But that’s not everything related to this mission because failing a mission automatically means every every crew member loses 1 morale too. Think you can accomplish it? Then your crew is required to vote: Crew members who are supportive add their tokens to the card and once there’s a simple majority, it’s activated. The vote is against the mission? Everyone loses 1 morale and the card flips back over. If it fails and there are crew tokens still present on the card (they can be moved once the vote is complete if you have that crew member head to the radio pod), those crew lose an additional 1 morale, making it risky to support a mission if it goes south!
A few rounds into the game, here’s how the crew is deployed:
The Oxygen Hydro Pod (top right) has a capacity limit of two (the number on the top left corner) and right now it’s the Psychiatrist (orange) and the Radio Officer (green) who are in that spot. When it’s Take Crew Action time, each of them can gain up to four units of personal oxygen by depleting the same amount from the general oxygen supply (that’s what “Crew Oxy + Y, Gen Oxy – Y” means, and remember each crew has a max of 4 personal oxygen). Just as importantly, the second line says “+1 Gen Oxy per 2 Crew here”, which means that if you have two crew in this Pod, you’ll gain 2 general oxygen. Since I only moved one unit of O2 to each of the crew, it was a wash: take two, generate two. Acceptable.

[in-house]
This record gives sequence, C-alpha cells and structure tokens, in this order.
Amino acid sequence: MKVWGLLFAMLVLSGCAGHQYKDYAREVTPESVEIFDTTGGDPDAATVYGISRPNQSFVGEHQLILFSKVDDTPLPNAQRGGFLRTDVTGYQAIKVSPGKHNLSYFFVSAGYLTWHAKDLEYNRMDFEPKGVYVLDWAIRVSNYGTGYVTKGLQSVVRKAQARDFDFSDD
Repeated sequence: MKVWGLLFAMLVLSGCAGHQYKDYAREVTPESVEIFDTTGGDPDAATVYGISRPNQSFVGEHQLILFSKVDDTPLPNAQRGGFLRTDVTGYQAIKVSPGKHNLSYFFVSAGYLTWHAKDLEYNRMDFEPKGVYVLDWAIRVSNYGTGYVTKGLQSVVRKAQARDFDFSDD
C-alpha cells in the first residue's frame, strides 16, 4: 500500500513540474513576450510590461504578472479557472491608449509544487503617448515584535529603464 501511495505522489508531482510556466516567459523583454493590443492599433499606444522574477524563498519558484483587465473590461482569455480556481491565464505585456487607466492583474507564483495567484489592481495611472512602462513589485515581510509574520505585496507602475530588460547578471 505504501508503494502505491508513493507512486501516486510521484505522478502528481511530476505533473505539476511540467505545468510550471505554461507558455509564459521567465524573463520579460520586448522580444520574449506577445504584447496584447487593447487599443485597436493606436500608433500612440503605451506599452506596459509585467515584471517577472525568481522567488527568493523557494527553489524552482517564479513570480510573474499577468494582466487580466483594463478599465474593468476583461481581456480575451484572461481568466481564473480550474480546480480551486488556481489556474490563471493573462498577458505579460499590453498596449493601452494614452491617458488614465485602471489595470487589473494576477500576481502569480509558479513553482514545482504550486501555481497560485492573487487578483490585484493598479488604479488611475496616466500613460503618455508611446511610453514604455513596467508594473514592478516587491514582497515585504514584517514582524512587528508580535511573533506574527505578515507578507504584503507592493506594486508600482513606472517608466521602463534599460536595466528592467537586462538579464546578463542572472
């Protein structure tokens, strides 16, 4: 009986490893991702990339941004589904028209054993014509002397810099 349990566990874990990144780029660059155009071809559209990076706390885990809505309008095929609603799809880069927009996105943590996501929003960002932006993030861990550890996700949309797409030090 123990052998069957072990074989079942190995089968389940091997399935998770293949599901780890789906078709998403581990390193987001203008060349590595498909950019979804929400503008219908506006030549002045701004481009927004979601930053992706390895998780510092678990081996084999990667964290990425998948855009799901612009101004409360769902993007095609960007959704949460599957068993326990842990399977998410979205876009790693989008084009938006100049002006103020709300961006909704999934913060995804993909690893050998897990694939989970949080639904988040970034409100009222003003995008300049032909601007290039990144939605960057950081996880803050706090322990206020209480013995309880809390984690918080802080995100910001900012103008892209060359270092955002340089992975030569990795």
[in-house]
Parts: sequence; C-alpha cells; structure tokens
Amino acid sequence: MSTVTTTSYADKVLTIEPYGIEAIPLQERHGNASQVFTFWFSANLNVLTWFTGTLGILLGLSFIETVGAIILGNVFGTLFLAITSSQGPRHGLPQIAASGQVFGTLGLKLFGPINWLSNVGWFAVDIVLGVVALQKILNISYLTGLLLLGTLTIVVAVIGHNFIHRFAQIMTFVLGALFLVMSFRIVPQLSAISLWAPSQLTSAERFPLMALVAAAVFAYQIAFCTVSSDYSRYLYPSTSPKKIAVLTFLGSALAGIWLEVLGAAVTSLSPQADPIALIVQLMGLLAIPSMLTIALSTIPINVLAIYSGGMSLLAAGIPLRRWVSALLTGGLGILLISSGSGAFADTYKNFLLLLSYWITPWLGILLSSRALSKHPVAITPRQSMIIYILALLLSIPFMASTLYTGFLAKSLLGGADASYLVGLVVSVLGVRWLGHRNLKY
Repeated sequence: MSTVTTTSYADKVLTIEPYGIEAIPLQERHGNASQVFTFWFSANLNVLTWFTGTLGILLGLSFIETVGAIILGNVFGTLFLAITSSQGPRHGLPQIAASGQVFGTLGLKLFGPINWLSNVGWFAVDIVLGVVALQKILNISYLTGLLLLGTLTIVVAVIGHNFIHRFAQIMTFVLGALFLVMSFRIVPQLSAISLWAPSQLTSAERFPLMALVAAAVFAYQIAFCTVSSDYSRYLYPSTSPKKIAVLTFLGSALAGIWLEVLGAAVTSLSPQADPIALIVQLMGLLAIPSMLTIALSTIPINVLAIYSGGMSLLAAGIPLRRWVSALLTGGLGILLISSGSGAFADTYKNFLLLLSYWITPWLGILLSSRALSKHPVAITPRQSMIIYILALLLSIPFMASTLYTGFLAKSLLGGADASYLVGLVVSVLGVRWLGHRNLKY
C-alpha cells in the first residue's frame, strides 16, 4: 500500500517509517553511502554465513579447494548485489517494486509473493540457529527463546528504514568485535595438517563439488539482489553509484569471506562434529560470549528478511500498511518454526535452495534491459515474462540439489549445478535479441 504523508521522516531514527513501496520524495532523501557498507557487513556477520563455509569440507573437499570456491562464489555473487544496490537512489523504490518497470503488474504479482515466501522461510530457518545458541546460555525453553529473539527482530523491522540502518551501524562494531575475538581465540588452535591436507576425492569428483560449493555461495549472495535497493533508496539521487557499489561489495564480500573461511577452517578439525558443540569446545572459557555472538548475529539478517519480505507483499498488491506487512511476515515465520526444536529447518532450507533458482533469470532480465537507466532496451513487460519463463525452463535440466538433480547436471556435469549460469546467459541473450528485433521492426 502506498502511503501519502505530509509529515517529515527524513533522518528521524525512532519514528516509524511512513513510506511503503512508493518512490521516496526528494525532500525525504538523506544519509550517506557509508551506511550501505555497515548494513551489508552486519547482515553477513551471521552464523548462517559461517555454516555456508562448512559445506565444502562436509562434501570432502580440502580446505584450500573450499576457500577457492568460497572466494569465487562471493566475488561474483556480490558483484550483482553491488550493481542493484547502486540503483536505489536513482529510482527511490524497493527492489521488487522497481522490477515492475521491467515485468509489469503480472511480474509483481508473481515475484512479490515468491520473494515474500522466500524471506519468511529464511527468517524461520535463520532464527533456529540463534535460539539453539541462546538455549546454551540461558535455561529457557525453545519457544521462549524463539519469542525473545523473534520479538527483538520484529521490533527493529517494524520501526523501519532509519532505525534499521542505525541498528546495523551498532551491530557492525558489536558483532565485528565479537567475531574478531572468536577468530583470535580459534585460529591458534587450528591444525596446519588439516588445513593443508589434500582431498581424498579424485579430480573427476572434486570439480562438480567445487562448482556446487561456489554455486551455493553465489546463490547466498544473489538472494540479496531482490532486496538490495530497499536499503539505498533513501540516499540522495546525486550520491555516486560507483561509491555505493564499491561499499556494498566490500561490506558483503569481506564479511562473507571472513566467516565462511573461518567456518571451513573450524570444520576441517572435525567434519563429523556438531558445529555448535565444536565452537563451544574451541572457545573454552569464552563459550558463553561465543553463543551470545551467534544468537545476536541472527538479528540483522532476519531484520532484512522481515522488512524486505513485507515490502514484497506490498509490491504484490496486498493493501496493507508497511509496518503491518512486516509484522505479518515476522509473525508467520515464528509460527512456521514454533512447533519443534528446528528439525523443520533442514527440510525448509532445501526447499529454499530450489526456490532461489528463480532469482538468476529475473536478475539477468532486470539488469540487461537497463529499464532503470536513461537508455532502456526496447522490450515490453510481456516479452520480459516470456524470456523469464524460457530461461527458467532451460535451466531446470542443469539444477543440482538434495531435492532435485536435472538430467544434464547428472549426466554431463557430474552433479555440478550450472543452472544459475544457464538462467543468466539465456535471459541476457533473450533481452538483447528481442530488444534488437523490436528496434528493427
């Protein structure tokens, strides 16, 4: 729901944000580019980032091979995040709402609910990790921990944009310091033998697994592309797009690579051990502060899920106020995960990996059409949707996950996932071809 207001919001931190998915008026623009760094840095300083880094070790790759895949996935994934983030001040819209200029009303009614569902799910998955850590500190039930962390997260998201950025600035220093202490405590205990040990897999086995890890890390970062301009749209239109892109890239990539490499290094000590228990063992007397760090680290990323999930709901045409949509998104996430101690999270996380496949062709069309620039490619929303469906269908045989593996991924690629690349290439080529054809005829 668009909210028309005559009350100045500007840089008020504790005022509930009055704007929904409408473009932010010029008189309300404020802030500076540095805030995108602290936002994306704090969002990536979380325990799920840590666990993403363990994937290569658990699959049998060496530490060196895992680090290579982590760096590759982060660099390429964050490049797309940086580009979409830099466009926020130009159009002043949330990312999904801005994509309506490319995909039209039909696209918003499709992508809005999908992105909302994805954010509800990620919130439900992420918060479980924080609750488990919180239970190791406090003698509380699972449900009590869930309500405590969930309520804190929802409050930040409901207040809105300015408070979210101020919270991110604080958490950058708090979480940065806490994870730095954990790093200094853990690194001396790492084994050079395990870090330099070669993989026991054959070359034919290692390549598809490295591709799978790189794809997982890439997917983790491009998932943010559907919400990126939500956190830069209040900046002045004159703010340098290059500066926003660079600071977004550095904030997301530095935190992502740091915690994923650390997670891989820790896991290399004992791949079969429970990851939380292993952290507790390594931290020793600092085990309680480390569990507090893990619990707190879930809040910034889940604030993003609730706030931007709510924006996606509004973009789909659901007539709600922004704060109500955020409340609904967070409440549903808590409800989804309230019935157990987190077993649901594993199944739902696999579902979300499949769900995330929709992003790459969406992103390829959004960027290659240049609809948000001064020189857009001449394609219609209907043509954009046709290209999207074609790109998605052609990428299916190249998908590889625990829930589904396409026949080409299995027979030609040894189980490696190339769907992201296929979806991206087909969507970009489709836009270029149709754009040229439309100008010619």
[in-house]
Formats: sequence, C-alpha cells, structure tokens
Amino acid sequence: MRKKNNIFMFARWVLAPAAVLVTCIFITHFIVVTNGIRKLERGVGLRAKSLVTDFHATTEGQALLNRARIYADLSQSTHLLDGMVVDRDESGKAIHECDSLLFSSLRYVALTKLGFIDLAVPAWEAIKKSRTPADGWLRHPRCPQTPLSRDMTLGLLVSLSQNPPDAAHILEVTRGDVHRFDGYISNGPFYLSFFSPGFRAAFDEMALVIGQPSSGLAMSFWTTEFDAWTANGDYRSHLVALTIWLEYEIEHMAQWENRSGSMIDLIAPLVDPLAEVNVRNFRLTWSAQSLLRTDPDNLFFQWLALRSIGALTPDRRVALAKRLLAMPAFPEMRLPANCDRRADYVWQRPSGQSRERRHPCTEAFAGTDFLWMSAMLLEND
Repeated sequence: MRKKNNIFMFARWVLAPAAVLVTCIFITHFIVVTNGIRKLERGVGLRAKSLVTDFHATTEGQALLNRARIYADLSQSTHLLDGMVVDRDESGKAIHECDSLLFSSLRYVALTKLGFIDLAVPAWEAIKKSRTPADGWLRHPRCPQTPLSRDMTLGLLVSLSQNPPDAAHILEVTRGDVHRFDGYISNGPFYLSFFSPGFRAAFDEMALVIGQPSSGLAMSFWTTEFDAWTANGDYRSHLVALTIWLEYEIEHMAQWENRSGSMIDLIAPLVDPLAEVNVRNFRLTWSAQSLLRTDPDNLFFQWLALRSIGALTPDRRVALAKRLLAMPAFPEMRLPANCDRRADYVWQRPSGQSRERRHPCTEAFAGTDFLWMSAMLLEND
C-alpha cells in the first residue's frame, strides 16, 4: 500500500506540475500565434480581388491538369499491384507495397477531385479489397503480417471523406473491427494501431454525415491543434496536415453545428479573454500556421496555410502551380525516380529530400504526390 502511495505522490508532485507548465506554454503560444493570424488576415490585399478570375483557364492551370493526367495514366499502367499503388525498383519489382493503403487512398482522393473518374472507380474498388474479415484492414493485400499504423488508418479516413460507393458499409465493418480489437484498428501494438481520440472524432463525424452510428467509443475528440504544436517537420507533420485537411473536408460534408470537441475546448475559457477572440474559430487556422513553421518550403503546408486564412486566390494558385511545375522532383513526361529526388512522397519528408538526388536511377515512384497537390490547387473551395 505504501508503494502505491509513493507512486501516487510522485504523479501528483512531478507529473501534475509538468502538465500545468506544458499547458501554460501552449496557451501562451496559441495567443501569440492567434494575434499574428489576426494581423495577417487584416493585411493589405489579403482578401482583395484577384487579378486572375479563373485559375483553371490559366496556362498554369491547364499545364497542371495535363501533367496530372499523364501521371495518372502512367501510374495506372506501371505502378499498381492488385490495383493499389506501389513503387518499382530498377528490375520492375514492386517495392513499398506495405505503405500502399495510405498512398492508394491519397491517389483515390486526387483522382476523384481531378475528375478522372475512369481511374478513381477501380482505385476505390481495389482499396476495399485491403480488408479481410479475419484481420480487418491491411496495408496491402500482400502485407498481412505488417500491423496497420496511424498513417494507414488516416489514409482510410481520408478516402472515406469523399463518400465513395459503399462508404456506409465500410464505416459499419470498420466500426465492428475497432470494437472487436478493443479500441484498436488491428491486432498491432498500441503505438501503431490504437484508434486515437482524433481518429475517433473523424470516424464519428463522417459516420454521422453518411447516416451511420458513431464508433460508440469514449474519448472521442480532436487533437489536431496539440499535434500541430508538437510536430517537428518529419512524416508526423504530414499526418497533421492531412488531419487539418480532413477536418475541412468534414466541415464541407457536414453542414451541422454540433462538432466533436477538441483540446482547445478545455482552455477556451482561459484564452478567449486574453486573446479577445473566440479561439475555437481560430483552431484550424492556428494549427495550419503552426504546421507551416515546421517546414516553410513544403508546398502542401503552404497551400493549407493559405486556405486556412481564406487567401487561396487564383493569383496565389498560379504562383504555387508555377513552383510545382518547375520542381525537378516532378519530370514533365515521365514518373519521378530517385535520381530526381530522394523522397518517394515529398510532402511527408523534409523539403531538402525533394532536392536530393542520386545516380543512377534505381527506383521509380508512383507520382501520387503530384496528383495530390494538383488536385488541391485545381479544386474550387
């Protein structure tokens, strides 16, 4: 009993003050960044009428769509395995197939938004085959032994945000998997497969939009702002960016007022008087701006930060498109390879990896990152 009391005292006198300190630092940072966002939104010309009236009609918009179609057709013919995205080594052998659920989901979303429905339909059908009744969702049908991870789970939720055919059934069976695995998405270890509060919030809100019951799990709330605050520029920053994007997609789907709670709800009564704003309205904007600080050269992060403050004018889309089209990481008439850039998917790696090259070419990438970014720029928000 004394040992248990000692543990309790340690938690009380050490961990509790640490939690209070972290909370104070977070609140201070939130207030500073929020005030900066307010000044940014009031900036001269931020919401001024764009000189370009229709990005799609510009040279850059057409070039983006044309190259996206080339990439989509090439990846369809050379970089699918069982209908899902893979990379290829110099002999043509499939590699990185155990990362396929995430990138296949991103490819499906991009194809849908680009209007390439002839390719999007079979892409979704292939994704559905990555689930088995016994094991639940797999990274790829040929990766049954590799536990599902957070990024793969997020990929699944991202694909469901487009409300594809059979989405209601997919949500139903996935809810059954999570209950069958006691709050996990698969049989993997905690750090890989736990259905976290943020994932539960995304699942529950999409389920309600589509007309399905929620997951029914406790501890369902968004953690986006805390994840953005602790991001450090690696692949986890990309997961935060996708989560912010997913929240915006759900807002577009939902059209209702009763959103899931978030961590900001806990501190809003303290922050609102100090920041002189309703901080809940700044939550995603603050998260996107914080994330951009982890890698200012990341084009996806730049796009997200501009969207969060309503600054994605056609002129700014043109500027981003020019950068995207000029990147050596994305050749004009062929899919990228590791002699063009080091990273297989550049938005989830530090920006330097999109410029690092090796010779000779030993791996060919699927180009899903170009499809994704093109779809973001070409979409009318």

Three of the crew are also in the Rec Room, where they could be improving their morale. In this instance, each can increase their morale by the total number of crew present (as long as there’s at least 2 present, the meaning of “per other crew here“). The Rec Room can hold up to six crew, so it’s a quick way to restore everyone’s morale in a single turn.
Note: If a crew member goes down to morale of zero and ends up by themselves – as the Botanist is, solo in the Central Corridor – then they go crazy and are considered deceased for the purposes of the game. It’s tough to be alone in a haunted spaceship!
Voted to attempt a mission but running out of time? Moving into the Radio Pod – as the Psychiatrist (orange) is below – lets you both move that crew member’s rank token from the mission back to their crew card and add one to the mission tracker, effectively giving you an extra round to complete the mission:
This time everyone’s spread out on the ship, though I have ensured that two crew are in the Hydro Pod to slow down the loss of oxygen and simultaneously have two more crew – the Science Officer and Computer Specialist – gain some personal oxygen. We’re going to succeed at that darn mission!